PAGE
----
As a transdisciplinary academic, educator, and writer, James has over 20 years of professional practice across a range of disciplines and sectors (creative arts, design, social sciences, ethnography, arts development, community practice). This has nurtured a ‘practice-as-research’ career beyond traditional disciplinary boundaries, particularly at the intersections of cultural relations and Indigenous Practice Research. He recently published the book, Associations: creative practice and research (MUP, 2018).
Jessica is a writer, critic, scholar and editor whose research interests include: poetry and poetics; contemporary poetry; poetic biography; 'nonfiction poetry'; experimental/radical writing; literary theory. She has published three poetic biographies, Marionette: A Biography of Miss Marion Davies (2012), shortlisted for the 2014 Kenneth Slessor Award, Suite for Percy Grainger (2014), a poem from which won the 2014 Peter Porter Poetry Prize, and Music Made Visible: A Biography of George Balanchine (2019), Highly Commended in the 2020 Wesley Michel Wright Prize. In collaboration with composer Simon Charles, Marionette was developed into a performance work of voice, music and sound; they released an album in 2018. Jessica is the founding editor of Rabbit: a journal for nonfiction poetry—which released its 30th issue in 2020—and the offshoot Rabbit Poets Series of single-author collections.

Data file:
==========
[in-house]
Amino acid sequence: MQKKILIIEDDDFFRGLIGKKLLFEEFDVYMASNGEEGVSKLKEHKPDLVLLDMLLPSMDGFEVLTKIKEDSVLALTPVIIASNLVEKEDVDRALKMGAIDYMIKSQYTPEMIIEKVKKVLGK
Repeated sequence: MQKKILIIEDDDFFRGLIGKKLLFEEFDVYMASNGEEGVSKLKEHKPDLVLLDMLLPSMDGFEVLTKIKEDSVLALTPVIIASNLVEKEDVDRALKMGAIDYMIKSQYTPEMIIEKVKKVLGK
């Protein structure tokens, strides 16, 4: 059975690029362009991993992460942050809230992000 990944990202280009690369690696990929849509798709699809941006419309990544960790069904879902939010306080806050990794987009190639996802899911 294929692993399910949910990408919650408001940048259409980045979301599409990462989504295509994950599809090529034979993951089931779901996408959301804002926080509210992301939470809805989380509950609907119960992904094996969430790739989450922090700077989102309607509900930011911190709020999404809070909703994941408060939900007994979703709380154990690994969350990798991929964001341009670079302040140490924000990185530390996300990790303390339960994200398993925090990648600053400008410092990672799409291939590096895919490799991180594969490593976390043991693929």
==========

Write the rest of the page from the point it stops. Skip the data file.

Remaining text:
Julienne van Loon is a novelist whose research interests include the role of creativity in research practice, creative writing research methods and philosophies of knowledge. She also has expertise in feminist literary practices, the form of the novella, non-linear narrative, author livelihoods, the Australian book industry, cultural policy and cultural value, and creative writing pedagogy.
Julienne’s most recent book is the widely acclaimed The Thinking Woman (2019). Current research and creative practice projects engage with talking value in Australian writing, risk and discovery in leading research practice, and citizen-led democracy movements.
Linda Daley’s research is at the intersection of philosophy and literary and cultural studies. Her work has been published in internationally respected journals including Australian Feminist Studies, Australian Feminist Law Journal, New Writing, Film-Philosophy and Third Text. She teaches literary studies and supervises HDR writing projects.
Lucinda is a writer and researcher of expanded nonfiction. She is the curator and program leader of Writing in the Expanded Field, writing program of the Australian Centre for Contemporary Art and editor of its annual journal. Lucinda’s own expanded writing practice spans journalism and arts criticism, auto-ethnographic and personal essaying, arts editing and publishing, academic writing, and experimental literary-visual works. She is the currently Writer in Residence at Linden New Art, St Kilda and has previously been Writer in Residence at Grey Projects, Singapore. Lucinda is Lecturer in the Professional Communication program.
Melody Ellis’s work explores subjectivity, the body, power, and ethics. She is a writer and early-career academic. She completed her undergraduate studies in fine art at Sydney College of the Arts and a doctorate in creative writing at RMIT University. Her interdisciplinary writing practice — including short fiction, experimental memoir and fictocritical essays — Melody brings to her writing on these themes an engagement with critical and literary theory, art history, form and aesthetics.